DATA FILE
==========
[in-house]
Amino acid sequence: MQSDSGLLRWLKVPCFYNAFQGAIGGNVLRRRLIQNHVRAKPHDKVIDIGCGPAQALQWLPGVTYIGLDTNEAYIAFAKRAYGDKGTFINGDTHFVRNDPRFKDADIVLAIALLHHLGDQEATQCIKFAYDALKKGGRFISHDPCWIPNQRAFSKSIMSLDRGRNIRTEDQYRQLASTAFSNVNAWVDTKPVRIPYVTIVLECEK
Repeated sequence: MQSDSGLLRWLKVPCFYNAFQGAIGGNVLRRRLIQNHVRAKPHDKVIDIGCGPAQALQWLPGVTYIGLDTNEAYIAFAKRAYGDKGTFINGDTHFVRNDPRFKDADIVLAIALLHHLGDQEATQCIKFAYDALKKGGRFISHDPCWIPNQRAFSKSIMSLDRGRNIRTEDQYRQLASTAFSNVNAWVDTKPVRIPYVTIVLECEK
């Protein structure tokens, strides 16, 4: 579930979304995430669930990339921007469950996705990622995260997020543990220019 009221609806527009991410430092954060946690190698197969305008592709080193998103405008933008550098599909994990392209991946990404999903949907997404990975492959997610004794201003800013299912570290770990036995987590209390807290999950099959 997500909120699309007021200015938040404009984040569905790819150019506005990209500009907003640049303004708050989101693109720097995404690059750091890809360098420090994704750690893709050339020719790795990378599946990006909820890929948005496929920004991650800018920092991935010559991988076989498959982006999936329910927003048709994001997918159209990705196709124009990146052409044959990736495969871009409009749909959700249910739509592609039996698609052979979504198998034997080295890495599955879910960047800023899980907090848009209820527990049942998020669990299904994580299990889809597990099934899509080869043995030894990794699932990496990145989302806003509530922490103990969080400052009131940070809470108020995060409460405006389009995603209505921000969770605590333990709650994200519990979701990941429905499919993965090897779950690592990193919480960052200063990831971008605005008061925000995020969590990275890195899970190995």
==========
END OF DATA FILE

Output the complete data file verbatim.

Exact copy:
[in-house]
Amino acid sequence: MQSDSGLLRWLKVPCFYNAFQGAIGGNVLRRRLIQNHVRAKPHDKVIDIGCGPAQALQWLPGVTYIGLDTNEAYIAFAKRAYGDKGTFINGDTHFVRNDPRFKDADIVLAIALLHHLGDQEATQCIKFAYDALKKGGRFISHDPCWIPNQRAFSKSIMSLDRGRNIRTEDQYRQLASTAFSNVNAWVDTKPVRIPYVTIVLECEK
Repeated sequence: MQSDSGLLRWLKVPCFYNAFQGAIGGNVLRRRLIQNHVRAKPHDKVIDIGCGPAQALQWLPGVTYIGLDTNEAYIAFAKRAYGDKGTFINGDTHFVRNDPRFKDADIVLAIALLHHLGDQEATQCIKFAYDALKKGGRFISHDPCWIPNQRAFSKSIMSLDRGRNIRTEDQYRQLASTAFSNVNAWVDTKPVRIPYVTIVLECEK
């Protein structure tokens, strides 16, 4: 579930979304995430669930990339921007469950996705990622995260997020543990220019 009221609806527009991410430092954060946690190698197969305008592709080193998103405008933008550098599909994990392209991946990404999903949907997404990975492959997610004794201003800013299912570290770990036995987590209390807290999950099959 997500909120699309007021200015938040404009984040569905790819150019506005990209500009907003640049303004708050989101693109720097995404690059750091890809360098420090994704750690893709050339020719790795990378599946990006909820890929948005496929920004991650800018920092991935010559991988076989498959982006999936329910927003048709994001997918159209990705196709124009990146052409044959990736495969871009409009749909959700249910739509592609039996698609052979979504198998034997080295890495599955879910960047800023899980907090848009209820527990049942998020669990299904994580299990889809597990099934899509080869043995030894990794699932990496990145989302806003509530922490103990969080400052009131940070809470108020995060409460405006389009995603209505921000969770605590333990709650994200519990979701990941429905499919993965090897779950690592990193919480960052200063990831971008605005008061925000995020969590990275890195899970190995």